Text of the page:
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Kang Ming
Highest Education  
   723# Xinke Rd,Tianhe,Guangzhou,China
Zip Code  
Education and Appointments:

Dr. Kang received his B.S. from Huazhong Agricultural University in 1997 and Ph.D from Wuhan Botanical Garden (WBG), Chinese Academy of Sciences in 2006. He had worked at WBG first as an assistant professor and then as an associate professor for five years (from 2002 to 2007). In the end of 2007, he moved to Guangzhou and joined South China Botanical Garden (SCBG) as a professor. After the finish of Ph.D work, he spent a 1-year postdoctoral research at the University of Queensland and the University of Adelaide. In 2010, he worked as a visiting scholar at Duke University.

Research Interest:

Limestone karsts are typically natural terrestrial islands in exhibiting spatial isolation on restricted land masses. Karst habitat islands in Southeast Asia harbor a highly diverse and unique biota, and have long been regarded as “natural laboratories” for ecological and evolutionary research. The tower karsts and karst caves of southern China represent a classical example of karst terrestrial islands. Organisms within these landforms appear to exhibit particularly strong spatial and ecological isolation. These tower karsts and karst caves possess many unique, endemic species and were, therefore, listed as a UNESCO World Heritage Site. In particular, the karst landscape of southern China is a center of plant diversity and speciation, and represents an important natural environment in which to study terrestrial plant evolution and speciation.


My core research seeks to understand the biodiversity and diversification mechanisms of karst-habitat specialized plants. My recent work focuses on the adaptive evolution and speciation of the Primulina, a genus of the African violet family Gesneriaceae. My research involves field work, molecular biology, and common garden experiments. I use approaches of phylogeny, population genetics, quantitative genetics and genomics to understand the evolutionary processes that were involved in generating the species richness and endemism of Primulina species.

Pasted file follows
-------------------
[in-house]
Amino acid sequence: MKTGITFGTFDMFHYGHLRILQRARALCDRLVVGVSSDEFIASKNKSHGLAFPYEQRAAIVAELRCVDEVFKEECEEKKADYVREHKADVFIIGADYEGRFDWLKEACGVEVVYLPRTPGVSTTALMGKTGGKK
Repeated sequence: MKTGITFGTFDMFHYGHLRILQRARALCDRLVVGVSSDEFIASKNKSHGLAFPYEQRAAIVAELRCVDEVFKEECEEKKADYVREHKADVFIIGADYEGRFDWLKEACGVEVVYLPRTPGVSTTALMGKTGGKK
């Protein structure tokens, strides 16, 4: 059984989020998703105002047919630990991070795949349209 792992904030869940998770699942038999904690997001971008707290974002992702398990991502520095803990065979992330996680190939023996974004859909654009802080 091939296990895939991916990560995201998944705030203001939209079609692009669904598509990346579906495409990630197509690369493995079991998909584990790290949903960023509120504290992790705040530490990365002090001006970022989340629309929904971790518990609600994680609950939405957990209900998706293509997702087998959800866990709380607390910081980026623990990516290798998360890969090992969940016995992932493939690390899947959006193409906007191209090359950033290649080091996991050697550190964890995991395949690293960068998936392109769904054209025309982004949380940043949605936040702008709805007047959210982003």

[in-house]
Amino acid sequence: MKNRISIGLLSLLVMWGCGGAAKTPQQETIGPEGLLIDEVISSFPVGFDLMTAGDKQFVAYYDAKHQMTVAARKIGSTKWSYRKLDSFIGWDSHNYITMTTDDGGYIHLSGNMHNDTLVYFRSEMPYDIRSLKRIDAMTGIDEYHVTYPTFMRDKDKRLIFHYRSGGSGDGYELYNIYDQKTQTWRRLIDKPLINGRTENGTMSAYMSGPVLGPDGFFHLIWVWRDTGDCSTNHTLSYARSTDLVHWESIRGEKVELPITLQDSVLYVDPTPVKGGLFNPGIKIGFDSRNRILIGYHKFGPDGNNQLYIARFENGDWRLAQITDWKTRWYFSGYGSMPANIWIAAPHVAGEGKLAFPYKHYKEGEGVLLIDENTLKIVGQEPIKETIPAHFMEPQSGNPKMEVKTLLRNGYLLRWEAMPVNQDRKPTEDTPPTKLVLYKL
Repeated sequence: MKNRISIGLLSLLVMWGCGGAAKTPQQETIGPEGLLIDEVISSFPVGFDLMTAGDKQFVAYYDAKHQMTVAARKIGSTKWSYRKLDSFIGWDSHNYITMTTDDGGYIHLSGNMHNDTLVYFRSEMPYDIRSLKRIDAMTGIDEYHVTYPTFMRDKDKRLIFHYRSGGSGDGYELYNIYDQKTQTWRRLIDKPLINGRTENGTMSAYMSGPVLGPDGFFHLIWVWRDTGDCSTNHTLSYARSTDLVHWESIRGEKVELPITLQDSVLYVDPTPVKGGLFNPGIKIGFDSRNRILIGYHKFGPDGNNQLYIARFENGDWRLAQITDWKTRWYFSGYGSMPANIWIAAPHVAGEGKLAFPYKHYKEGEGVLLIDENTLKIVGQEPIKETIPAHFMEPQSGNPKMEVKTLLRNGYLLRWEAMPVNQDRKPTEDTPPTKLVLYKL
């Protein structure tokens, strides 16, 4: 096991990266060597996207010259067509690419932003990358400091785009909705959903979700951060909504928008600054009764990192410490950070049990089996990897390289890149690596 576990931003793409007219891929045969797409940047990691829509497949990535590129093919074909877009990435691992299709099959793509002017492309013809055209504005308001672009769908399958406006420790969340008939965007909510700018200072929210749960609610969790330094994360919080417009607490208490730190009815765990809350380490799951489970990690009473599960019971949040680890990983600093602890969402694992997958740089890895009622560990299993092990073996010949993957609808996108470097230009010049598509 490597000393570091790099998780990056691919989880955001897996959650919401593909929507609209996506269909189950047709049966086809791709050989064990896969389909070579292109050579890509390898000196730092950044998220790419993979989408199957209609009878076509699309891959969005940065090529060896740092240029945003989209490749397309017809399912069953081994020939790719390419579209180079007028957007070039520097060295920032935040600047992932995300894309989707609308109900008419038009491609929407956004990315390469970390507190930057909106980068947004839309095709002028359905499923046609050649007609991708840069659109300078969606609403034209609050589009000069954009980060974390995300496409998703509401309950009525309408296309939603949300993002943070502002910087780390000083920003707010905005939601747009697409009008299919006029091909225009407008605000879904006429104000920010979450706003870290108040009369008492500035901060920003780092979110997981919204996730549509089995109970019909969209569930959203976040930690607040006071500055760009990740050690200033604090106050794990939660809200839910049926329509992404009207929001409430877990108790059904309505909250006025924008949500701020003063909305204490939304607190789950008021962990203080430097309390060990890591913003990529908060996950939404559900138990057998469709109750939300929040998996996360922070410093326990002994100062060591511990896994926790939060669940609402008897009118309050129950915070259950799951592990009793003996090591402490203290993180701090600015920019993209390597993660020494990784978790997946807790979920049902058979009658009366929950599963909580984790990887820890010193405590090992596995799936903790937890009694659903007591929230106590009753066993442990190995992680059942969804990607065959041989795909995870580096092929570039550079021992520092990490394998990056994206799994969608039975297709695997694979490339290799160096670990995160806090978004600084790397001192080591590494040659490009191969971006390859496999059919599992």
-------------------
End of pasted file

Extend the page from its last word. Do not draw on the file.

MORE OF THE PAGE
Primulina is simultaneously valued for a variety of horticultural and medicinal features. Many species have been introduced for domestication and breeding as ornamental plants. I also have a particular interest in genetic resource collection, conservation and plant breeding of Primulina.


Current research projects on Primulina include: 1) geographical pattern of biodiversity and ex situ conservation; 2) biogeography and phylogeny; 3) genome size evolution; 4) adaptive evolution and speciation; and 5) genome sequencing and gene discovery.
Public Services:

Selected Publication:

Recent publications (*Corresponding author)

Ai Bin, Kang M*. 2015. How many genes are needed to resolve phylogenetic incongruence? Evolutionary Bioinformatics, accepted.

Gao Y, Ai B, Kong H, Kang, M*, Huang H. 2015. Geographical pattern of isolation and diversification in karst habitat islands: a case study in the Primulina eburnea complex. Journal of Biogeography, accepted.

Kang M, Wang J, Huang H*. 2015. Nitrogen limitation as a driver of genome size evolution in a group of karst plants. Scientific Reports, 5, 11636; doi: 10.1038/srep11636.

Wang J, Liu J, Kang M*. 2015. Quantitative testing of the methodology for genome size estimation in plants using flow cytometry: a case study of the Primulina genus. Frontiers in Plant Science, 6, 354.

Tao J, Qi Q, Kang M*, Huang H*. 2015. Adaptive molecular evolution of PHYE in Primulina, a karst cave Plant. PLoS ONE, 10, e0127821.

Ning ZL, Pang B, Kang M*. 2015. Primulina fengkaiensis (Gesneriaceae), a new species from limestone areas in Western Guangdong, China. Phytotaxa, 197, 291-295.

Ai B, Gao Y, Zhang X, Tao J, Kang M*, Huang H. 2015. Comparative transcriptome resources of eleven Primulina species, a group of “stone plants” from a biodiversity hotspot. Molecular Ecology Resources, 15, 619-632.